PS those ER style collets are pretty damn clever with the interleaved cuts. They give you even pressure all along the contact with the tool. Worth buying even if just to sit and watch the way it works!!!
|Thread: Sourcing materials|
Good idea, thanks. Anything is worth a try and I'll make a few visits once I have a shopping list.
Thanks for yet another useful set of advice and opinions.
i really would like to use a 'local machine shop' or small manufacturer as a source of offcuts. However, I have not been able to find anything of the sort in my area, which is West Essex. All the hots I get from a search seem to take me to 'fabricators', who make things with sheet metal or steel fences and gates (wrought iron work). I am amazed that East London isn't littered with the sort of places described in the above posts.
Scrap dealers just don't want to know. I have visited or rung all the ones advertising locally on the internet. The big ones quote Health and Safety as a reason for not dealing with the public and the small ones seem to have discarded versions of the sheet metal work that the local shops produce. I must be pressing the wrong buttons somewhere. I would have thought that the East end of London and beyond should provide rich pickings.
I'll have a look at LINK and Tracy have a site which is hard for me to use because the pages seem to be messed up with the non-printing images.
People will probably say that I have not gone about this in the right way but I have been buying my bits of aluminium and steel from eBay sources.
Some of the steel I have used leaves a very 'gritty' finish and doesn't seem to produce nice spiral swarf whatever I do about grinding tools or the angles I use.
The way they behave seems to be pretty varied. I realise that there are other factors due to my inexperience but is it safe just to order 'steel' rod or profile from eBay. If not, what would be a good source? How should I specify what I want?
. . . . and I realise this is a 'how long is a piece of string? question,
|Thread: More collet and milling tools confusion.|
Thanks for yet another useful list of comments. The lack of reach for a basic 3MT collet is something I hadn't considered (well you don't do you?) so something a but longer would be good.
A flange fitting system could also give me problems, I think because I would also need a backing plate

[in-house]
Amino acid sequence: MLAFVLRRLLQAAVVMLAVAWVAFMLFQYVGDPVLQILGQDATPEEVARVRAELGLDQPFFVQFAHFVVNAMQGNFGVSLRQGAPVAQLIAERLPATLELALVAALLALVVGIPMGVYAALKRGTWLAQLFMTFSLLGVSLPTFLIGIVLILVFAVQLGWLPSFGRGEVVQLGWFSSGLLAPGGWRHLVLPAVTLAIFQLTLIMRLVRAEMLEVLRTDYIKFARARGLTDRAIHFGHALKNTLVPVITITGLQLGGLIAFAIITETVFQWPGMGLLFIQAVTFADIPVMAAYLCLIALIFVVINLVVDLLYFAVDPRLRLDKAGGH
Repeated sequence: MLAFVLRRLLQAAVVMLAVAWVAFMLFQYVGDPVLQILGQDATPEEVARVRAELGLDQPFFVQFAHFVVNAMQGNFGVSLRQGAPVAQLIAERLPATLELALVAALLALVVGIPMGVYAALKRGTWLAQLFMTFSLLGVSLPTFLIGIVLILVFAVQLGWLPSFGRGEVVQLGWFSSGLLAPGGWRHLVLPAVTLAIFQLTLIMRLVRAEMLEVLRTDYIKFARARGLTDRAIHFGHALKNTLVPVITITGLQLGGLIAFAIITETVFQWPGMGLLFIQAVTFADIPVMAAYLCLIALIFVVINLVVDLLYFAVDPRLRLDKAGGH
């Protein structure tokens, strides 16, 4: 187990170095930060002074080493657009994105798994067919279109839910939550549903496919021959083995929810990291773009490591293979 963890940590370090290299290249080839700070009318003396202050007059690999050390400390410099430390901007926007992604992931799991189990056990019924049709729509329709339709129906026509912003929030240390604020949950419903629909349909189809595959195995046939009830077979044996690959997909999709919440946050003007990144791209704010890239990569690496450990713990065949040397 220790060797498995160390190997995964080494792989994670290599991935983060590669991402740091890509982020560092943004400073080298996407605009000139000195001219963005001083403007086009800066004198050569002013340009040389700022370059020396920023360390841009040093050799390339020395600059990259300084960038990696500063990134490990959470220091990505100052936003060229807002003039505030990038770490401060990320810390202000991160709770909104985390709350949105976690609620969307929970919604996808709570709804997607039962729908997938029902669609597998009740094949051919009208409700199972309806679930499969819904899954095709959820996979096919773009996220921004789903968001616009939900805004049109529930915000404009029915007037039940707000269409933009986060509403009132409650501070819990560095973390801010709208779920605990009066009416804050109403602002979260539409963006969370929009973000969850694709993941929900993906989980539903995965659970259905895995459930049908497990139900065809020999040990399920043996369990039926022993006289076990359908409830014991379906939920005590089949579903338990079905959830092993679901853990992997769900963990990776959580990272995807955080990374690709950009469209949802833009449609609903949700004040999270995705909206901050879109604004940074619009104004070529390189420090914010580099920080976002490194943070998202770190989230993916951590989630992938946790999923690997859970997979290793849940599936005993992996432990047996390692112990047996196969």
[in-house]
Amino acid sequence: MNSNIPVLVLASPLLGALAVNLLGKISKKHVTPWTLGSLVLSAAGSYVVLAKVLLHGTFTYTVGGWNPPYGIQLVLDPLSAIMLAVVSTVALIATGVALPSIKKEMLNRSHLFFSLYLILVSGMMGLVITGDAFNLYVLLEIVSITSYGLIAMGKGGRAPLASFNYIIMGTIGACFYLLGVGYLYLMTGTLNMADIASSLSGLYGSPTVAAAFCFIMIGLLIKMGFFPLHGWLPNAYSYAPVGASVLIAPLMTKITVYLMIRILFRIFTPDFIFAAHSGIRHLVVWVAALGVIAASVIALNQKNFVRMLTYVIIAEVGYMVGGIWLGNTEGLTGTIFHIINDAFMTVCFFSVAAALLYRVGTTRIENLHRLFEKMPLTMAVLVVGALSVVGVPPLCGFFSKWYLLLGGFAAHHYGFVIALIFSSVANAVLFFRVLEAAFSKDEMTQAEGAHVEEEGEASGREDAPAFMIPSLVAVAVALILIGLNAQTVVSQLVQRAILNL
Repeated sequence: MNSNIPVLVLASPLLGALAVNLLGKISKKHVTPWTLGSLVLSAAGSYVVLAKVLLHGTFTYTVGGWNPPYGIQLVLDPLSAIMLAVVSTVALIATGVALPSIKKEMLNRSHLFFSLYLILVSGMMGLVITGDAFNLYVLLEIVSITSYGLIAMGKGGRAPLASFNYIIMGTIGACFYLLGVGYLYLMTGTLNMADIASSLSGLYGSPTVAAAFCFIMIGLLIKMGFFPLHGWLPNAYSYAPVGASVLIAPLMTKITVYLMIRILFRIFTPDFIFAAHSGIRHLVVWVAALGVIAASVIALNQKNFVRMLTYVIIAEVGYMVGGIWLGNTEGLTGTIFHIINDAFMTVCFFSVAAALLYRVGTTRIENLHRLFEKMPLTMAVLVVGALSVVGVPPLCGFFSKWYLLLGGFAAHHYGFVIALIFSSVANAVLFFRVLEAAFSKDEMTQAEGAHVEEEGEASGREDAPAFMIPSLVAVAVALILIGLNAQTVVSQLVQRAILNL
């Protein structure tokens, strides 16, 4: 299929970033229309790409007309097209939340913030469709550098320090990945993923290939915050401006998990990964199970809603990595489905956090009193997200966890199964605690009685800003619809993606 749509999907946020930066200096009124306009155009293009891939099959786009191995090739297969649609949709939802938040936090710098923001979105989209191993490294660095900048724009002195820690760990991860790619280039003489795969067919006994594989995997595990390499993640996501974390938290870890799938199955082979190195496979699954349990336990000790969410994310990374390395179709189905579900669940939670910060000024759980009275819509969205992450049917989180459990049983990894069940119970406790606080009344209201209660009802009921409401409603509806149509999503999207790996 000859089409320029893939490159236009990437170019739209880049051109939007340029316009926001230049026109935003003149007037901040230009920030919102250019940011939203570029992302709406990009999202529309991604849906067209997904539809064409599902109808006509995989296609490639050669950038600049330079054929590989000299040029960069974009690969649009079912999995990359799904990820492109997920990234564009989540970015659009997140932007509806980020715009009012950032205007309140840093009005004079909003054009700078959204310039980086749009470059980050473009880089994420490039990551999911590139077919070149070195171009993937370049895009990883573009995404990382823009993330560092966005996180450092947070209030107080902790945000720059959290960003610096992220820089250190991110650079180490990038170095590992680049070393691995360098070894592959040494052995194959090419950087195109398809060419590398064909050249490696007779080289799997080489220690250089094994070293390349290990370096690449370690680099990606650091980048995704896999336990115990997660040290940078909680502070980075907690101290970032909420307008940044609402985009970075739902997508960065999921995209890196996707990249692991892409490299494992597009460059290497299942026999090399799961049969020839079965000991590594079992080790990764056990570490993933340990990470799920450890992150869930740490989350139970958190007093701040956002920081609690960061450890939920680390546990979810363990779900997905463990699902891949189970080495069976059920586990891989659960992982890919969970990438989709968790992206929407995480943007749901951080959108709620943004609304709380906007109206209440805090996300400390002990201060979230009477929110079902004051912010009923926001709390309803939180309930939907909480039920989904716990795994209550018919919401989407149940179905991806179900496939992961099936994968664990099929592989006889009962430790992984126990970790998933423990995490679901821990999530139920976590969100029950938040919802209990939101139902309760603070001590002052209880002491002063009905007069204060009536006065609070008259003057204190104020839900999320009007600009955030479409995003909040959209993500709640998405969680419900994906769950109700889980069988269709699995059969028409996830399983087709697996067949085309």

I have already found my new four jaw chuck very good. Getting it well centred is not quick but has given me an encouragingly small runout and, with a bit of ingenuity with the four jaws in odd positions, I managed to put a dovetail (male) on a 10mm, 30mm square piece of aluminium with it. The carriage lock I made, plus other measures that you guys suggested seem to have stopped the chattering and singing on that exercise. My point here is that it could be worth trying to use a cutter in that chuck, at least to try things out. I am waiting for one of the milling slides that Warco have on back order. The spec of that seems better than others that are available and it looks the same basically as one that's on offer from India.
Some great pictures above - I'm a great believer in 'unofficial techniques' and I certainly need some more odd studding and bolts for me to get inventive with. I basically got into all this in the hopes of producing some affordable hardware for my Astronomy / Astrophotography. The simplest stuff is not cheap and I have not been over impressed with the basic Engineering of many parts. It seems to be way behind the optics, which can be stunning.
I need to be able to mill the occasional slot and rebate in (as far as I can predict) aluminium. The sort of jobs will be appropriate for a Super Mini Lathe.
I am looking all over - including my Metal Workes's Data Book and this Forum and the longer I look, the more information I am getting - on a divergent path at the moment. I can't decide which way to go.